The Greater Cincinnati Gay, Lesbian, Bi-sexual, Transgendered and Questioning Youth Summit offers a safe space for youth to learn, network, socialize and be themselves. Sponsored by the Gay, Lesbian and Straight Education Network, a nonprofit organization dedicated to eliminating anti-gay bias in schools, the summit meets Saturday at Northern Kentucky University.
The first summit attracted 150 people in March 2002. A summit in November was even larger. This time organizers anticipate 275-300 people from middle school through college.
The 30 workshops at the summit include such topics as bi-sexuality, club drugs, domestic violence, creative writing, gay marriage and stress management, according to Shawn Walker, co-chair of the event.
John Kemen, 19, a freshman at the University of Cincinnati, enjoys the variety of workshops and the number of organizations that get involved but says the summit has more immediate value for many participants.
"When I came out as a freshman at Sycamore (High School), I didn't have a problem, but I know people who did," he says. "People in high school might have a hard time finding gay-friendly resources that are out there. Some people don't know there are high-school gay-straight alliances. There are so many people who don't have that cushion around them where it's 'OK to be gay.' My school was so big, when I came out, nobody noticed. In rural or suburban areas, it may be harder to come out."
Emily Joy, 21, president of the UC LGBT Alliance, can testify to that. She says she realized she was lesbian in middle school and came out during her junior year at Norwood High School.
"I did get harassed a bit," she says. "My locker was vandalized, people shouted at me in the hall, stuff got stolen off of my backpack. I was never physically harmed. I found my voice during my senior year after my stuff had been vandalized.
"I felt like I couldn't take it anymore. I was sitting in class, and these guys who had stolen this pin off my backpack started making fun of me and reading out the words on the pin. I really went off on them, ranted for about a solid five minutes. In the end I was crying and everyone was silent."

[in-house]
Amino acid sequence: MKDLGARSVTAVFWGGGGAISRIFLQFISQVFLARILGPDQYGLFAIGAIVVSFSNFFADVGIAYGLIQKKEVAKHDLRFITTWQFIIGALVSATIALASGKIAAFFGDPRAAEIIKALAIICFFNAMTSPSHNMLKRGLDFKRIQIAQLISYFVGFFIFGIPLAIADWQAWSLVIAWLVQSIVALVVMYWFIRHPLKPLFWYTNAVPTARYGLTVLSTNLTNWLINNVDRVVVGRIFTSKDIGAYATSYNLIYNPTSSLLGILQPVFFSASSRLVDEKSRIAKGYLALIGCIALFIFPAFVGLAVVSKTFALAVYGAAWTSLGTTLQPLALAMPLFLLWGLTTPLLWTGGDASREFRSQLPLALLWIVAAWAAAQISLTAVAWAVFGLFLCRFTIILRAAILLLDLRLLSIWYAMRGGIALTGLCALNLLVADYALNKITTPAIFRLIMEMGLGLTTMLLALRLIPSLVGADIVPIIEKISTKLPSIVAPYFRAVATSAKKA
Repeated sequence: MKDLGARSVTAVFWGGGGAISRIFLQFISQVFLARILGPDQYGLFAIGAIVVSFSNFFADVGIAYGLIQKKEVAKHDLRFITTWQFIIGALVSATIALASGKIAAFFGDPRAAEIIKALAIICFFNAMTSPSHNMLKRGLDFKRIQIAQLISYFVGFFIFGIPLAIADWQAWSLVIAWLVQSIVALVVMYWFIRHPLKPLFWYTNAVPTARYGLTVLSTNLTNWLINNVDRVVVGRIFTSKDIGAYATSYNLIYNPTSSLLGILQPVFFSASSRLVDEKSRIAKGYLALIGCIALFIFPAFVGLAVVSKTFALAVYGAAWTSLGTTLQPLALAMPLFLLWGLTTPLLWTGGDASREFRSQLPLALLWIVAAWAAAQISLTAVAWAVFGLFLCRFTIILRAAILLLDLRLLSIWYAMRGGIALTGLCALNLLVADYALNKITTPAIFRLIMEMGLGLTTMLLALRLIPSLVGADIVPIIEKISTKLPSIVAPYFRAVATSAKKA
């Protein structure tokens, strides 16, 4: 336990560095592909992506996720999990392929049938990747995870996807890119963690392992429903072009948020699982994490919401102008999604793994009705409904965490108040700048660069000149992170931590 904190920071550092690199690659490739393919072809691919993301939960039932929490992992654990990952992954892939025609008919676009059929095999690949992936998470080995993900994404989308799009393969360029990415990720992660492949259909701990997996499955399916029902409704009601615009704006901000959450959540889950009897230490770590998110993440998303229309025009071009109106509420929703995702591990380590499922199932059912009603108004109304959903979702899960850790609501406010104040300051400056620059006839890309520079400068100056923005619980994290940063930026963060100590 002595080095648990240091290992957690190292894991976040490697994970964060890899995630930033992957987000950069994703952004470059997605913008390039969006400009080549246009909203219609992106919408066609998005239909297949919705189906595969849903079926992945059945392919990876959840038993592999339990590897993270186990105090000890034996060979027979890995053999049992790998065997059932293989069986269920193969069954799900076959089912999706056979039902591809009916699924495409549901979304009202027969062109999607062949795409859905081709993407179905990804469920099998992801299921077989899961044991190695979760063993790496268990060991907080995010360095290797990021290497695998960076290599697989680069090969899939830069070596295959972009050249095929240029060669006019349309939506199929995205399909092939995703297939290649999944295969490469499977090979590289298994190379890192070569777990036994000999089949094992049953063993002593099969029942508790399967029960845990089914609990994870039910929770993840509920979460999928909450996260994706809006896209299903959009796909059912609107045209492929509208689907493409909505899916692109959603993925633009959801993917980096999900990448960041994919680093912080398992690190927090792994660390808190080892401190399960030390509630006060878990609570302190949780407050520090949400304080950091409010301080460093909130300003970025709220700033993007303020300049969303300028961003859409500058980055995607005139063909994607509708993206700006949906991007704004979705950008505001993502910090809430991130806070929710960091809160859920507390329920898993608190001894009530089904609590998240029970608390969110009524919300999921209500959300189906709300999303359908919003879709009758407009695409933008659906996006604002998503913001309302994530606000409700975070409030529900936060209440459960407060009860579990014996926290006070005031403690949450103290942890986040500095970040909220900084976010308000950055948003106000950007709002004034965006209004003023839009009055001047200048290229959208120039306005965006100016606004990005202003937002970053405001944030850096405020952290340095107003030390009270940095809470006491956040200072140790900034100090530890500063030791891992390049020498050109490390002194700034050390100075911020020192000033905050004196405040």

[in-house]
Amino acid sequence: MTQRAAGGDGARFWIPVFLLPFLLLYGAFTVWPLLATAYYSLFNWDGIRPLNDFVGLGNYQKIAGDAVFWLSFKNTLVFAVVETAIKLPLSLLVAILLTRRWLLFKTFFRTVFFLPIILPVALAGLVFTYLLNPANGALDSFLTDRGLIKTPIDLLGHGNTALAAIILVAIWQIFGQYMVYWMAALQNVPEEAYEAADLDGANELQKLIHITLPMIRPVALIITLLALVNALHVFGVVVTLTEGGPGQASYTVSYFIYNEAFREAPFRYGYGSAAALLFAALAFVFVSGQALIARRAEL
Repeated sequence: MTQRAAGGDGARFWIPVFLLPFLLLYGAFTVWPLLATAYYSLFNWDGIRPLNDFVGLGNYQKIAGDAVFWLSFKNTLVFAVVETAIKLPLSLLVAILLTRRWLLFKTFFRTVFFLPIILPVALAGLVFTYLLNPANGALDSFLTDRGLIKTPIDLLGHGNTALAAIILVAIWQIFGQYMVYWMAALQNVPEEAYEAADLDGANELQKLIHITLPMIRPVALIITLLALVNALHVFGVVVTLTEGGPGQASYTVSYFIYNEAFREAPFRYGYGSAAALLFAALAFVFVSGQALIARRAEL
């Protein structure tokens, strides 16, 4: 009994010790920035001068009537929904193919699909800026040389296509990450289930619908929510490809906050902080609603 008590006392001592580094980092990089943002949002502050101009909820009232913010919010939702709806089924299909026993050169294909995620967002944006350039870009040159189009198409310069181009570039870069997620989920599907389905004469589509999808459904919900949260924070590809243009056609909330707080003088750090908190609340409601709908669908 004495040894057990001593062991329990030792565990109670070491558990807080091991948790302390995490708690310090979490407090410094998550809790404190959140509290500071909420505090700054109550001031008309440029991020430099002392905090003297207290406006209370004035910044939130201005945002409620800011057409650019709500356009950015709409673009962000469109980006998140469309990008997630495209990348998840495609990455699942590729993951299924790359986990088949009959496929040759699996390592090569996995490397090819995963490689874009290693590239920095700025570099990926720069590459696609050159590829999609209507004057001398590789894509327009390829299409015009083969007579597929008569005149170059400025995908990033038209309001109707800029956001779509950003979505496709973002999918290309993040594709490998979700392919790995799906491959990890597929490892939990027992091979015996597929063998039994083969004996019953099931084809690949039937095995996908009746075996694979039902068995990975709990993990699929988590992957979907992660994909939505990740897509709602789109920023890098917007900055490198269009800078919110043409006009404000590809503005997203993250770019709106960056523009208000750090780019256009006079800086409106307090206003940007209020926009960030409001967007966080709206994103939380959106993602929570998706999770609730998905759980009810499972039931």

Joy recounted the experience of her girlfriend, who attended last year's summit.
"She was never able to talk and find her voice regarding the issue," Joy says. "At the end of each summit, they have a speak-out, which is an opportunity for people to just get up and talk. She still talks about how liberating it was to get up there and get everything off her chest that had been building for so long."
Lauren Herlihy, 17, is a senior at Lakota East High. She says it can be difficult for teens to even get to the summit because of parental restrictions. She wasn't permitted to attend the first summit because her parents, "though open-minded, didn't want me getting too involved with these things."
Allowed to attend the November summit, Herlihy felt a little out of place, because she and a friend were 16 and 15, whereas many participants were college students or adults.
"We were scared out of our wits," Herlihy says. "We didn't know anyone else there. We felt too young. But it turned out to be a comfortable, informative kind of thing. There were a lot of adults, and it was nice to see that kind of support. I thought it was incredible."
Herlihy, like many others, has experienced abuse at the hands of her peers. Just being involved in the issue can lead to trouble.
"I've gotten harassed for my involvement with the GSA, punched in the stomach and have gotten some threatening phone calls," she says.
Her friend transferred to another school.
"It was a little too homophobic for him to deal with," Herlihy says. "I don't really have a choice. It's unpleasant, but it could be a lot worse."
Herlihy appreciated the openness of the summit.
"If you live in Cincy, you understand how disconcerting the conservative climate is," she says. "(At the summit) we could say what we wanted without having to walk on eggshells the whole time."
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